Friday, March 10, 2006

FPGAs – Driving Computing, Military, Medical, Electronics, Wireless and Many More Applications

FPGAs are increasingly used for high performance computer applications. In this article the author notes that FPGAs change the fundamental programming methodology by tying one programming instruction to one FPGA and thus shifting it from a sequential processing system to a parallel one. Christopher Lazon said,

“Adding FPGAs change the characteristics of a supercomputer, fundamentally. As the FPGA is reconfigurable one is able to design a non von Neumann network topology, specific to the algorithm with one cycle latency. The algorithm is programmed at a very fine-grain parallelism, a single instruction on each node, each node adapted to run its instruction. The architecture transforms sequential instruction scheduling into parallel packet switching.”

Another example is Intel where researchers are using the FPGA to build a simulator system by placing 1000 processors in forty FPGA units. The size, power consumption, and cost are far below what a traditional supercomputer architecture costs. More specifically, for this configuration a traditional architecture would cost $2M while the FPGA version cost $100K.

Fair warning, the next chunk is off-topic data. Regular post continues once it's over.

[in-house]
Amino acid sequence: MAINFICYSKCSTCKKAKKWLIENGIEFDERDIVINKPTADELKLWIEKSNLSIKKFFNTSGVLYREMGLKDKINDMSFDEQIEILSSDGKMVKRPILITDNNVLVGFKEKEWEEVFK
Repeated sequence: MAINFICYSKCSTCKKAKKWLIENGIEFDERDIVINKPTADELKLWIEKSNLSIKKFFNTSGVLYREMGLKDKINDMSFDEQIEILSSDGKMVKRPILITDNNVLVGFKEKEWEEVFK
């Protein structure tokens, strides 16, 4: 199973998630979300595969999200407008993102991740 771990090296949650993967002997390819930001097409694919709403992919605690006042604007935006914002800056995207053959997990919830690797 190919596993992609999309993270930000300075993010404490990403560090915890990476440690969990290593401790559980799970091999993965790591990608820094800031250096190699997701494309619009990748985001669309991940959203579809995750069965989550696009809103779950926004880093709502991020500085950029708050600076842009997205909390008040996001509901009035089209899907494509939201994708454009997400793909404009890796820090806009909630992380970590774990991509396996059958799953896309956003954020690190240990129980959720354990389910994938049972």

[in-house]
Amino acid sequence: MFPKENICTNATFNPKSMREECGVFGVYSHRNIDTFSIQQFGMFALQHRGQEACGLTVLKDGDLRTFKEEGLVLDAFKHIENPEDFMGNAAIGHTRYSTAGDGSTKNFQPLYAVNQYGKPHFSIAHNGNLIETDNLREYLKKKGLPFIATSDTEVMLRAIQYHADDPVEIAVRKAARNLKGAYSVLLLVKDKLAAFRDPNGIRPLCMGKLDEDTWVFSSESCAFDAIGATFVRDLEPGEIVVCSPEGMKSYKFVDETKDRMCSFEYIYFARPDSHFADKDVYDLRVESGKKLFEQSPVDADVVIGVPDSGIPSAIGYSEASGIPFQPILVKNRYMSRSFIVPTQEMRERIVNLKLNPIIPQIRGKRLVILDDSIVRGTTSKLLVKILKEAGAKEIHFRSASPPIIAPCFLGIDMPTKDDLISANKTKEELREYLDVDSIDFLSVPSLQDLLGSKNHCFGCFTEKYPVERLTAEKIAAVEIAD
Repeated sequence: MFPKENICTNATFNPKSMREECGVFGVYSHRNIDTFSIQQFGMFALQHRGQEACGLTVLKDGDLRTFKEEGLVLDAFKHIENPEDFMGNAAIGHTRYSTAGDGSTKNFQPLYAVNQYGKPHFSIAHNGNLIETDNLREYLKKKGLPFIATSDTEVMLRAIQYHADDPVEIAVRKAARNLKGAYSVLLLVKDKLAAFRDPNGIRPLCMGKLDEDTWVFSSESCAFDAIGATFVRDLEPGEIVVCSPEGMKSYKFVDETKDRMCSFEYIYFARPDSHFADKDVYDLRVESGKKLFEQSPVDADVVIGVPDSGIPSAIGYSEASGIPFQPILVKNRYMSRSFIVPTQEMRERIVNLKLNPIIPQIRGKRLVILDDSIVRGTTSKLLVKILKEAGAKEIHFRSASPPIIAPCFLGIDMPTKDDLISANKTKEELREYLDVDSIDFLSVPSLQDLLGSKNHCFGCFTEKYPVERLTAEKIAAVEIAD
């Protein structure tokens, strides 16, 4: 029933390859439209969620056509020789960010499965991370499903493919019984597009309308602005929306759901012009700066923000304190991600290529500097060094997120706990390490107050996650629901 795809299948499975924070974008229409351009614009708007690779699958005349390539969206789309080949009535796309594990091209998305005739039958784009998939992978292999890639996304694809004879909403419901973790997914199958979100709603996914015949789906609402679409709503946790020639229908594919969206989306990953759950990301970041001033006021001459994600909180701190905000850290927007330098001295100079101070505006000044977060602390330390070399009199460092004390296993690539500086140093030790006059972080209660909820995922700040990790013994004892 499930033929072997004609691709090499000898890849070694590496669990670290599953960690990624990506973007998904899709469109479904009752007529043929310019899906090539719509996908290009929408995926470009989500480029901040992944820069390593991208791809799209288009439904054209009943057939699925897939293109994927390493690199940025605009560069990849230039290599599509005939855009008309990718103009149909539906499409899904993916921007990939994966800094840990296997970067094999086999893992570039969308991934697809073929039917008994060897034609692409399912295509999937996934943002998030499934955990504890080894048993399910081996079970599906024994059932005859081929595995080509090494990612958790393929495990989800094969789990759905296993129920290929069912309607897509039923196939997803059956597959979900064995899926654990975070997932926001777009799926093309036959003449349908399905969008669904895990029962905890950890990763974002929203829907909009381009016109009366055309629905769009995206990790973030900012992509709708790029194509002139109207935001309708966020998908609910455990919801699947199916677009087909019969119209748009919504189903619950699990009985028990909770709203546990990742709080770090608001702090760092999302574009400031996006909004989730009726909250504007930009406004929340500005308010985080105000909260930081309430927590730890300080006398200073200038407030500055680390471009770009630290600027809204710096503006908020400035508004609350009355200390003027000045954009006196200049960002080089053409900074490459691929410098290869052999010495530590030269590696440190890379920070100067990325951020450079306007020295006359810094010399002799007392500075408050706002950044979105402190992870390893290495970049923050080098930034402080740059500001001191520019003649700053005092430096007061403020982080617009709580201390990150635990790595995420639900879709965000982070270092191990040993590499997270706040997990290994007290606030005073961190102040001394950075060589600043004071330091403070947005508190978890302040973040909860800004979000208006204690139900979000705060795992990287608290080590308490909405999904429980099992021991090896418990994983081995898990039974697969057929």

FPGAs (Field Programmable Gate Arrays) offer tremendous promise to the field of data acquisition, a key technology in the world of Virtual Implementation. Chips with increased A/D sampling rates are matched by the increased capabilities of FPGAs thus offering improved real-time performance. In this article the author outlines the advantages of applying an A/D converter to an FPGA for real-time processing.

FPGAs are also used in high-end imaging systems, such as medical imaging. Pixel Velocity offers an FPGA-based imaging system with very low NRE costs. It takes some effort to build up the infrastructure in an FPGA to support all the peripherals required, but once established, it becomes highly leveraged by letting the designer easily add new features. The other challenge is the programming aspect. Again, an infrastructure needs to be built that allows for additional modifications. Once in place, the designer reaps the benefits.

FPGAs are increasingly used in consumer electronics where components must be low-cost. Initially used as glue logic, FPGAs are now used for the core logic.

In the military, FPGAs find use in Software Defined Radios by combining both IF (intermediate frequency) and baseband processing into one processor.

In the communications area, cellular, broadband internet wireless, and data security are driving the use of FPGAs for the complex front end processing.

For those engineers trying to make the jump to FPGAs, here’s an interesting article that highlights difference between ASIC design and FPGA-based design. In ASIC design, the cost of a design turn drives verification and testing, while the FPGA allows the designer to drive toward a performing function without the associated cost of creating new masks.

Best regards,
Hall T.